From New York Times bestselling author and blogger Heather B. Armstrong comes an honest and irreverent memoir—reminiscent of the New York Times bestseller Brain on Fire—about her experience as one of only a few people to participate in an experimental treatment for depression involving ten rounds of a chemically induced coma approximating brain death.

For years, Heather B. Armstrong has alluded to her struggle with depression on her website, dooce. It’s scattered throughout her archive, where it weaves its way through posts about pop culture, music, and motherhood. But in 2016, Heather found herself in the depths of a depression she just couldn’t shake, an episode darker and longer than anything she had previously experienced. She had never felt so discouraged by the thought of waking up in the morning, and it threatened to destroy her life. So, for the sake of herself and her family, Heather decided to risk it all by participating in an experimental clinical trial involving a chemically induced coma approximating brain death.

Now, for the first time, Heather recalls the torturous eighteen months of suicidal depression she endured and the month-long experimental study in which doctors used propofol anesthesia to quiet all brain activity for a full fifteen minutes before bringing her back from a flatline. Ten times. The experience wasn’t easy. Not for Heather or her family. But a switch was flipped, and Heather hasn’t experienced a single moment of suicidal depression since.

Disarmingly honest, self-deprecating, and scientifically fascinating, The Valedictorian of Being Dead brings to light a groundbreaking new treatment for depression.

An irreverent and captivating memoir about the unexpected joys and glaring indignities of pregnancy, childbirth, and parenthood - from the beloved creator of the most popular personal blog on the web, dooce.com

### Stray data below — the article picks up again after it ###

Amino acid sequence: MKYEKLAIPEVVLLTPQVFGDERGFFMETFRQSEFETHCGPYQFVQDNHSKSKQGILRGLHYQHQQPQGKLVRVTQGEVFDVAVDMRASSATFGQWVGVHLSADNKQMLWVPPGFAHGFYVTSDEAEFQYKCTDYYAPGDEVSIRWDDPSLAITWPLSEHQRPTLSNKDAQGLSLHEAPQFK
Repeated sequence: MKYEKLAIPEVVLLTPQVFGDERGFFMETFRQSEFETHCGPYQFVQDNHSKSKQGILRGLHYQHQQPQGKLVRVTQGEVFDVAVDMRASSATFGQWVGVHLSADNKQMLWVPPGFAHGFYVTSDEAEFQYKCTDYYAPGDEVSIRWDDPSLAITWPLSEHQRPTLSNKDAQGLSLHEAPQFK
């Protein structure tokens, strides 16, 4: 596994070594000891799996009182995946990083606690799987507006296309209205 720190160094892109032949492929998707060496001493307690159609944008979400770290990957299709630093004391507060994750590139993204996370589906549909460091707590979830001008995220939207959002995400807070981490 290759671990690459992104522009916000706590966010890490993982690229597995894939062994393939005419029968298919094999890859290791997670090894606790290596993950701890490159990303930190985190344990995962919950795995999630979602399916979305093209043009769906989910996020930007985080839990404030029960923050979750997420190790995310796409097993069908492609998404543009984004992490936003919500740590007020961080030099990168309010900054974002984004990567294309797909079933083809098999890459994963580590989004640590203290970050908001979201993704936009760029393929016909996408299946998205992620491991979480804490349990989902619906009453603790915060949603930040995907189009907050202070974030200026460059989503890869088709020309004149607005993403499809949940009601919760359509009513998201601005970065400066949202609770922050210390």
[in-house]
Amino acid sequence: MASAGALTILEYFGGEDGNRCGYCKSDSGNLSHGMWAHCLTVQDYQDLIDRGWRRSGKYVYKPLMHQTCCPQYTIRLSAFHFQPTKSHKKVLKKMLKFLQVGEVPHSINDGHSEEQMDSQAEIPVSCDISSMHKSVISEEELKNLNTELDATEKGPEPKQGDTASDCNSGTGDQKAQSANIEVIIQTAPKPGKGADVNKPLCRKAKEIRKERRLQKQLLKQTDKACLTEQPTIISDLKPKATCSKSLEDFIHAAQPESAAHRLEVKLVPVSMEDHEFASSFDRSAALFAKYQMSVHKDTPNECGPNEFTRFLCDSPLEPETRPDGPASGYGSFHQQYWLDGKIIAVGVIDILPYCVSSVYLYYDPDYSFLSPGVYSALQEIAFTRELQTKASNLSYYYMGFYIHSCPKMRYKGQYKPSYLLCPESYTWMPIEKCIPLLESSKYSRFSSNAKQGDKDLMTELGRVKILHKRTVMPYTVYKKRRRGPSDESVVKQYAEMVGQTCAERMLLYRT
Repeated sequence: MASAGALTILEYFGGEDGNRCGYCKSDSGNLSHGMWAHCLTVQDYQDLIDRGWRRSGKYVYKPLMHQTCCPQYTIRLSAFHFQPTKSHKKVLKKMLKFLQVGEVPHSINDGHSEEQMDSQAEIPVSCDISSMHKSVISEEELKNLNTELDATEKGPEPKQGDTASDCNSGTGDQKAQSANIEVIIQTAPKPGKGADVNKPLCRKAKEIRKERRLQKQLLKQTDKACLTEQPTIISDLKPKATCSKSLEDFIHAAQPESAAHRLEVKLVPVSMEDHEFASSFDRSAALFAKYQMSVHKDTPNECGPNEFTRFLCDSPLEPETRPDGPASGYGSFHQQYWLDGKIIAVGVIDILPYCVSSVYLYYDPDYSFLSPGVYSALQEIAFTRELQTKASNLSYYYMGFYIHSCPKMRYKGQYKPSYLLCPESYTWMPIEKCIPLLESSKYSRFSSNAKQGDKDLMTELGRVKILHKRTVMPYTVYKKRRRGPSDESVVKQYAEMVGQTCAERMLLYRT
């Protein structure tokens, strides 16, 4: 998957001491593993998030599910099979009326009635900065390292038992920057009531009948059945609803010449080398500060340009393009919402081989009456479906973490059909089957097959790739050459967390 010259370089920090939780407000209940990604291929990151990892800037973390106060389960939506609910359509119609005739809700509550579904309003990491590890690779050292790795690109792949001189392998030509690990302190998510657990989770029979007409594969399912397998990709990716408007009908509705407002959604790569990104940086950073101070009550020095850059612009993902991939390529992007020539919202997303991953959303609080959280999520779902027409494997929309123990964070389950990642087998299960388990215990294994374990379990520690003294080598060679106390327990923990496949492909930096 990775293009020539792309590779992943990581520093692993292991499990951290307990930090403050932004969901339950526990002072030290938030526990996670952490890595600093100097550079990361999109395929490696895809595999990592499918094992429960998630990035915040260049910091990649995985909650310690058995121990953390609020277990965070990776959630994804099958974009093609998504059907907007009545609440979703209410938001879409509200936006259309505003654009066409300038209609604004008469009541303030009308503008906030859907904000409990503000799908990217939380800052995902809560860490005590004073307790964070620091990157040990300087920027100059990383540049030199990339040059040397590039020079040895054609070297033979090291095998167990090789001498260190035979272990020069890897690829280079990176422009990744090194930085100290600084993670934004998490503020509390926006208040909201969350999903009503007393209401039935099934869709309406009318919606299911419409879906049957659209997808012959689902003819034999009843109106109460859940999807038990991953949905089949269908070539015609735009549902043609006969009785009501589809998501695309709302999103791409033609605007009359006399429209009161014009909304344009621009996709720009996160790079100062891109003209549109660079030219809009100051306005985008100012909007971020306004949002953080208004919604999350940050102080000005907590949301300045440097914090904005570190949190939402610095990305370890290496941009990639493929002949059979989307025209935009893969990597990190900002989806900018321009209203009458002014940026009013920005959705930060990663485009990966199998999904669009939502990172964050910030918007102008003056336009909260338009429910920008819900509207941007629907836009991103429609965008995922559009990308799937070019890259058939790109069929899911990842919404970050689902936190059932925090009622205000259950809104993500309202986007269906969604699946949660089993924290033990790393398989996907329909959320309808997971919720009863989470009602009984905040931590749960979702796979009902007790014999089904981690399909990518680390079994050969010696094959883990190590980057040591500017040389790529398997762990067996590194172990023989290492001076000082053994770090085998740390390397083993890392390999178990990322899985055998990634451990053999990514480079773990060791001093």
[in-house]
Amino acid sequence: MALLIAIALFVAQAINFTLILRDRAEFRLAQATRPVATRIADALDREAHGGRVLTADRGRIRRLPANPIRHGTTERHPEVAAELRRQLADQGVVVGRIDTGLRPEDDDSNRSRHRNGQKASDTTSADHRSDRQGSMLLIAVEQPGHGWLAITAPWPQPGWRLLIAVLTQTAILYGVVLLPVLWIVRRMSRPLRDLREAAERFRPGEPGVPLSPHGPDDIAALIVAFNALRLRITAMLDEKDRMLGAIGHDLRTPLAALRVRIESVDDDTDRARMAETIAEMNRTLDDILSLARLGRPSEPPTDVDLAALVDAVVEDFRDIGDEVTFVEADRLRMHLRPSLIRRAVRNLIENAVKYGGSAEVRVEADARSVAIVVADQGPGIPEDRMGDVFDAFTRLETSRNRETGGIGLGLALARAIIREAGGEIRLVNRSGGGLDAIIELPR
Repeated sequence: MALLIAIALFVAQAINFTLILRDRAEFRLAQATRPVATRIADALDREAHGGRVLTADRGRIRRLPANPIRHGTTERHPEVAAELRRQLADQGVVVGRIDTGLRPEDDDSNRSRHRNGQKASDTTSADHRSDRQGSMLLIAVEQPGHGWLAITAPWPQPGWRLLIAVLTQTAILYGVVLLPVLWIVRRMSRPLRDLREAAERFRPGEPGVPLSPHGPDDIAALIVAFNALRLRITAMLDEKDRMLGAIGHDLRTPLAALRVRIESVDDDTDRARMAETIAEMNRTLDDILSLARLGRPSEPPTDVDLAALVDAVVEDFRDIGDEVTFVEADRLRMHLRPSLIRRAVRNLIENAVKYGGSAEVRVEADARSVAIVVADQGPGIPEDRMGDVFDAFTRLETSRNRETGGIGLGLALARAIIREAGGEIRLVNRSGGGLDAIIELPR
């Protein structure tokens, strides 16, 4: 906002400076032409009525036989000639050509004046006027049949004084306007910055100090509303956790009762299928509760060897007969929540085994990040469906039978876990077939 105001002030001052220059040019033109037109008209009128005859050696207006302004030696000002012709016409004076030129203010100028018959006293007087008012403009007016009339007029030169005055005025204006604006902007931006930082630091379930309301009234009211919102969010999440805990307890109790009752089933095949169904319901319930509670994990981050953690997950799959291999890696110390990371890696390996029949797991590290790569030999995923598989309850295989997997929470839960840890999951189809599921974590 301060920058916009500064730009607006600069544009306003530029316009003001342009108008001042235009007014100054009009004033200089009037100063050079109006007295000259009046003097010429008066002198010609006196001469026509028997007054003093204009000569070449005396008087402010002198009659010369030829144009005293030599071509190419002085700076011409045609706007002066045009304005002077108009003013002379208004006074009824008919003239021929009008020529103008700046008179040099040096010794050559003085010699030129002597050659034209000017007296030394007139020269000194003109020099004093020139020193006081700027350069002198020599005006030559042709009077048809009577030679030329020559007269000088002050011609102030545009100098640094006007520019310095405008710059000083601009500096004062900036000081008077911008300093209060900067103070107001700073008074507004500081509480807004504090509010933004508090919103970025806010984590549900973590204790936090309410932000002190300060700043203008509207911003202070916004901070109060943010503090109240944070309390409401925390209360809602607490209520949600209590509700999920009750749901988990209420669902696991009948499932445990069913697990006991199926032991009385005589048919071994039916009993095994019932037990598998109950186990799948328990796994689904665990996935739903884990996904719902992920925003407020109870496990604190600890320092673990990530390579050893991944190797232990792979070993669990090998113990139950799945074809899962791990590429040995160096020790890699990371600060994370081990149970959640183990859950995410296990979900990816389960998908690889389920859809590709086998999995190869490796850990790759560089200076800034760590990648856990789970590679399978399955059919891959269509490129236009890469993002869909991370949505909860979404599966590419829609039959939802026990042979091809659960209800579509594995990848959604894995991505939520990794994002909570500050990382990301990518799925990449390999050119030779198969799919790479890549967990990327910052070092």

Heather Armstrong gave up a lot of things when she and her husband, Jon, decided to have a baby: beer, small boobs, free time -- and antidepressants. The eighteen months that followed were filled with anxiety, constipation, nacho cheese Doritos, and an unconditional love that threatened to make her heart explode. Still, as baby Leta grew and her husband, Jon, returned to work, Heather faced lonely days, sleepless nights, and endless screaming that sometimes made her wish she'd never become a mother. Just as she was poised to throw another gallon of milk at her husband's head, she committed herself for a short stay in a mental hospital -- the best decision she ever made for her family.

To the dedicated millions who can't get enough of Heather's unforgettably unique style and hilarious stories on her hugely popular blog, there's little she won't share about her daily life as a recovering Mormon, liberal daughter of Republicans, wife of a charming geek, lover of television that exceeds at being really awful, and stay-at-home mom to five-year-old Leta and two willful dogs.

In It Sucked and Then I Cried, Heather tells, with trademark wit, the heartfelt, unrelentingly honest story of her battle with postpartum depression and all the other minor details of pregnancy and motherhood that no one cares to mention. Like how boring it can be to care for someone whose primary means of communication is through her bowels. And how long it can possibly take to reconvene the procedure that got you into this whole parenthood mess in the first place. And how you sometimes think you can't possibly go five more minutes without breathing in that utterly irresistible and totally redeemable fresh baby smell.